With revenue in excess of $28.7 billion in 2015, Ernst & Young is a business that would certainly attract many investors if its stock were publicly available. Unfortunately, it is not and likely will not be in the foreseeable future.
Ernst & Young at a Glance
The firm traces its roots all the way back to 1848, to separate small accounting firms founded by Arthur Young and Alwin C. Ernst. The two founders never met, and their firms merged in 1989, long after they had passed away.
Today, Ernst & Young is one of the members of the Big Four accounting firms along with Deloitte, PricewaterhouseCoopers and KPMG. Together, they are involved in auditing, tax planning and business advisory for almost every large transaction in the world.
Headquartered in London, Ernst & Young has more than 700 offices located in more than 150 countries. Its corporate structure is extremely complex, mostly because regulations governing the accounting profession vary greatly from country to country. However, the firm's highest governing body is its global executive, headed by its global chairman and chief executive officer, Mark Weinberger.
Ernst & Young provides services to its clients in all of the fields traditionally associated with a large accounting practice. Internally, it is divided into four service lines: assurance, advisory, tax and transaction advisory services.
Assurance is the group responsible for the audit of financial statements, but it also provides transaction support for initial public offerings (IPOs) and for public filings, most notably with the U.S. Securities and Exchange Commission (SEC). The advisory group is dedicated to solving complex issues in the industries in which its clients operate. The tax group assists clients with fiscal strategy, compliance and planning. The transaction advisory services group works with clients during large and complex transactions, such as mergers and acquisitions (M&As).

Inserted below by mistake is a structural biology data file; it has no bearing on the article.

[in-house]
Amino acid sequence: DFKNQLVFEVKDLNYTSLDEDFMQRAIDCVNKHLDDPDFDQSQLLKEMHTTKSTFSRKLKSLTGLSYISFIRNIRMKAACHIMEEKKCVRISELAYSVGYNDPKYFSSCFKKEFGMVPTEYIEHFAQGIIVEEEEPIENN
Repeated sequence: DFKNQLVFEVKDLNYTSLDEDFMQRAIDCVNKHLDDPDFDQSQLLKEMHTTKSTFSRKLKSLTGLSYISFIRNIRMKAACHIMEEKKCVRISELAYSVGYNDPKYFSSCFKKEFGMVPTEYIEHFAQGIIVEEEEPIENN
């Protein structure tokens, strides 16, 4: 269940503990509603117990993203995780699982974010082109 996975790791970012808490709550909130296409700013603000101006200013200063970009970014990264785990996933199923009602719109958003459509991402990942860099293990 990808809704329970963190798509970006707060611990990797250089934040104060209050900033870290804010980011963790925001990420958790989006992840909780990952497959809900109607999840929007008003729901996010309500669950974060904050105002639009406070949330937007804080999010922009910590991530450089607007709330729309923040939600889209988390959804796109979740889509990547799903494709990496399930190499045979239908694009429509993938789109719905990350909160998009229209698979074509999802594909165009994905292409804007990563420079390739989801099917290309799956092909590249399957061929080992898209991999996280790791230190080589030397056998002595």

To provide all of the services, the firm employs more than 220,000 people worldwide. Ernst & Young is generally recognized as a quality employer and has been named a great place to work in Canada, Costa Rica, Dominican Republic, Guatemala, Mexico, Panama and the United States. Universum also named it as the world's most attractive employer for three years in a row, from 2013 to 2015.
Ownership of Ernst & Young
Ernst & Young is not publicly listed. The complex regulatory environment for accounting and consulting firms makes it nearly impossible to predict whether it will someday be possible to make a public offering of Ernst & Young stock. Instead, the firm is owned by approximately 6,000 partners worldwide. According to Forbes magazine, it ranks as America's 11th-largest private company.
Even though the owners are called partners, the ownership structure is not necessarily an actual partnership but varies from country to country. Not all partners are equal. How much equity a given partner owns, or a partner's remuneration, is information that the firm keeps very private. Indeed, virtually all accounting, legal and professional firms keep partner income secret. Who qualifies to be a partner will vary greatly by jurisdiction. In some cases, only members of the accounting profession are allowed to own an accounting firm, so the partnership may be divided into several sub-partnerships to allow attorneys, financial analysts or consultants to be promoted to partner level. In most cases, the promotion to partner comes with a catch. As owners, partners are expected to invest a certain amount of capital in the firm. Here again, actual amounts are shrouded in secrecy.
The firm seems to be growing, having publicly stated that 753 new partners were added in 2015, its largest increase since 2008 and a 12% increase over 2014.